US voters skeptical about Trump or Clinton presidency

US voters skeptical about Trump or Clinton presidency
United Bank for Africa

A Pew Research Centre poll said that the confidence in either U.S. Republican presidential nominee Donald Trump or his Democratic counterpart Hillary Clinton being a good president continues to remain low.

It revealed on Friday in Washington that such was the case earlier this year.

The poll said that 27 per cent of the registered voters think Trump would make a good or great president, while 55 per cent say the bellicose New York billionaire developer would be either poor or terrible president.

It said that the opinions about Clinton were not as negative, but still only 31 per cent registered voters said Clinton would be a good or great president.

“As many as 45 per cent voters say Clinton will be a poor or terrible president.

Also, the poll found that large shares of voters worry that there is distinct possibility that if elected, either nominee will make a serious mistake that will damage the country.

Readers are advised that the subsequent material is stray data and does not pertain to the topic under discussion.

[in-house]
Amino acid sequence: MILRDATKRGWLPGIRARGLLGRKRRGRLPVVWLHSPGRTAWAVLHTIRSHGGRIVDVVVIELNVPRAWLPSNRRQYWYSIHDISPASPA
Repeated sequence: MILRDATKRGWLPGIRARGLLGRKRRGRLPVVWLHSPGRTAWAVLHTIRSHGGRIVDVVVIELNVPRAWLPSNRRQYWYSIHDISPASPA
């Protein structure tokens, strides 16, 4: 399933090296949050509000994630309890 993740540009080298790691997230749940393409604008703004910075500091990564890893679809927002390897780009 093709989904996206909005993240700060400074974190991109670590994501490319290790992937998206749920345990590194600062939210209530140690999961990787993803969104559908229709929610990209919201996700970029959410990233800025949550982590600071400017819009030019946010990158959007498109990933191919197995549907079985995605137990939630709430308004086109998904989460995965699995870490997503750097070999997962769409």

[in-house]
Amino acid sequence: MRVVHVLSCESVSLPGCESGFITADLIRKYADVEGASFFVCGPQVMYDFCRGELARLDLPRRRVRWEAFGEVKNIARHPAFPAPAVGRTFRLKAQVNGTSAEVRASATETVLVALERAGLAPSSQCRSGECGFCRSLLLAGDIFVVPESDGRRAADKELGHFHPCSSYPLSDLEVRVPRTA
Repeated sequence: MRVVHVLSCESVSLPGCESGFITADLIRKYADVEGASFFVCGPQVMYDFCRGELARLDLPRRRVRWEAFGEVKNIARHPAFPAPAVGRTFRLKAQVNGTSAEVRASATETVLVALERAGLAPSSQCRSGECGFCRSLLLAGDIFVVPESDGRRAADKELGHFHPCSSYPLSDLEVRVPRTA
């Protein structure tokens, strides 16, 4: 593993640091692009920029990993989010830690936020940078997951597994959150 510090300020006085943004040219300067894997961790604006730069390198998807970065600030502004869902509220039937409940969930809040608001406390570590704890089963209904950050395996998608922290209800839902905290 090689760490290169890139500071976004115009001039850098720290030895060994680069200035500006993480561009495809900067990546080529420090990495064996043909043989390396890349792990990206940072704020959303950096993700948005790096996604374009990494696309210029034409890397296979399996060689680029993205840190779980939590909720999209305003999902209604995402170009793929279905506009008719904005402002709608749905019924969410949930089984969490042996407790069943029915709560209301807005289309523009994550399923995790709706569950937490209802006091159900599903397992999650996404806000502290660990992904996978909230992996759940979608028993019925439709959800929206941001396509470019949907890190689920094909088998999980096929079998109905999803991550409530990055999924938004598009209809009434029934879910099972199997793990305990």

It added that 55 per cent registered voters said that Trump had a “big chance’’ and 44 per cent saying the same about Clinton.

Meanwhile, supporters of Trump and Clinton diverge on how their life has become and where the country is heading for.

According to the national poll, Trump supporters overwhelmingly believe that life in the country is worse that it was half a century ago.

“for people like them’’, with 81 per cent holding such opinion, compared with only 11 per cent saying life has gone better.

“The majority of Clinton’s supporters take the opposite view, with 59 per cent of them saying that life for people like them “has gone better” over the past five decades.

“About one in five Clinton’s supporters think life has gotten worse and another 18 per cent see little change,’’ it said.


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The polls said that as to the future generation’s prospects, most Trump backers are pessimistic, with 68 per cent saying that life for their children would be worse than today.

Clinton’s supporters hold mixed expectations, with 38 per cent being optimistic, compared with 30 per cent who say life for the next generation will be worse.